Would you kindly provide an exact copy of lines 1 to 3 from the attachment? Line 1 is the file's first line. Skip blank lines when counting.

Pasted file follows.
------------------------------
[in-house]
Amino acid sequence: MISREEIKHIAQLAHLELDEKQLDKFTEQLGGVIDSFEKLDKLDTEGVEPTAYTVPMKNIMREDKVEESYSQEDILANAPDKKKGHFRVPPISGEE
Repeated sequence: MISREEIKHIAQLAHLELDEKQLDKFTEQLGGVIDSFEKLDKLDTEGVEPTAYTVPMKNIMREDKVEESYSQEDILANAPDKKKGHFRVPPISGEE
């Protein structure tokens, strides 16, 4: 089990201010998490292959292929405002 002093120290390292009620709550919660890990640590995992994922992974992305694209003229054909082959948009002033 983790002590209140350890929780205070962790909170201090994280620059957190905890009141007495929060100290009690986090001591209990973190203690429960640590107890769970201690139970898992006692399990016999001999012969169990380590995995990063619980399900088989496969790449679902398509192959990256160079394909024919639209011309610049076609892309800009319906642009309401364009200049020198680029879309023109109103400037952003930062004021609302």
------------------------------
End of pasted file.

[in-house]
Amino acid sequence: MISREEIKHIAQLAHLELDEKQLDKFTEQLGGVIDSFEKLDKLDTEGVEPTAYTVPMKNIMREDKVEESYSQEDILANAPDKKKGHFRVPPISGEE
Repeated sequence: MISREEIKHIAQLAHLELDEKQLDKFTEQLGGVIDSFEKLDKLDTEGVEPTAYTVPMKNIMREDKVEESYSQEDILANAPDKKKGHFRVPPISGEE